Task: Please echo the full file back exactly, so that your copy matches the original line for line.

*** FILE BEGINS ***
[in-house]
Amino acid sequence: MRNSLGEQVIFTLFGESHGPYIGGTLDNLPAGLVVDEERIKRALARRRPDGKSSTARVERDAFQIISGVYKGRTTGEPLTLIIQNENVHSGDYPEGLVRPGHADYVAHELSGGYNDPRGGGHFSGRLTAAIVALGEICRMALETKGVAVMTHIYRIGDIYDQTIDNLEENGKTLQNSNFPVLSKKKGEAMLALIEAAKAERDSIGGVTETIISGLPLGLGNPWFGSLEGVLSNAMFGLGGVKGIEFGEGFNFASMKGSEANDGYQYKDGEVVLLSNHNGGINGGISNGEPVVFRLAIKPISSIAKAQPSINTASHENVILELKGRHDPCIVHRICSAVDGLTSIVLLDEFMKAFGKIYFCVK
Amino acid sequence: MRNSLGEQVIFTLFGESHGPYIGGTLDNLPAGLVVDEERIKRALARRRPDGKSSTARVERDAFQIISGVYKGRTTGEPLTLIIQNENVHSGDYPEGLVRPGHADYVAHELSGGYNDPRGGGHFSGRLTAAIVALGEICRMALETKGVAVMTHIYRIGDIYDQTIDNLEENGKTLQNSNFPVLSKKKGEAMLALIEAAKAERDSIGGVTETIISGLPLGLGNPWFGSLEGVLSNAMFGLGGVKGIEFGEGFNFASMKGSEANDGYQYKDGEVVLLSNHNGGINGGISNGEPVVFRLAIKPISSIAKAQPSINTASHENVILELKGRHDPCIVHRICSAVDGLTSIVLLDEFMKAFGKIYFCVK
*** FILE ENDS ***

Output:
[in-house]
Amino acid sequence: MRNSLGEQVIFTLFGESHGPYIGGTLDNLPAGLVVDEERIKRALARRRPDGKSSTARVERDAFQIISGVYKGRTTGEPLTLIIQNENVHSGDYPEGLVRPGHADYVAHELSGGYNDPRGGGHFSGRLTAAIVALGEICRMALETKGVAVMTHIYRIGDIYDQTIDNLEENGKTLQNSNFPVLSKKKGEAMLALIEAAKAERDSIGGVTETIISGLPLGLGNPWFGSLEGVLSNAMFGLGGVKGIEFGEGFNFASMKGSEANDGYQYKDGEVVLLSNHNGGINGGISNGEPVVFRLAIKPISSIAKAQPSINTASHENVILELKGRHDPCIVHRICSAVDGLTSIVLLDEFMKAFGKIYFCVK
Amino acid sequence: MRNSLGEQVIFTLFGESHGPYIGGTLDNLPAGLVVDEERIKRALARRRPDGKSSTARVERDAFQIISGVYKGRTTGEPLTLIIQNENVHSGDYPEGLVRPGHADYVAHELSGGYNDPRGGGHFSGRLTAAIVALGEICRMALETKGVAVMTHIYRIGDIYDQTIDNLEENGKTLQNSNFPVLSKKKGEAMLALIEAAKAERDSIGGVTETIISGLPLGLGNPWFGSLEGVLSNAMFGLGGVKGIEFGEGFNFASMKGSEANDGYQYKDGEVVLLSNHNGGINGGISNGEPVVFRLAIKPISSIAKAQPSINTASHENVILELKGRHDPCIVHRICSAVDGLTSIVLLDEFMKAFGKIYFCVK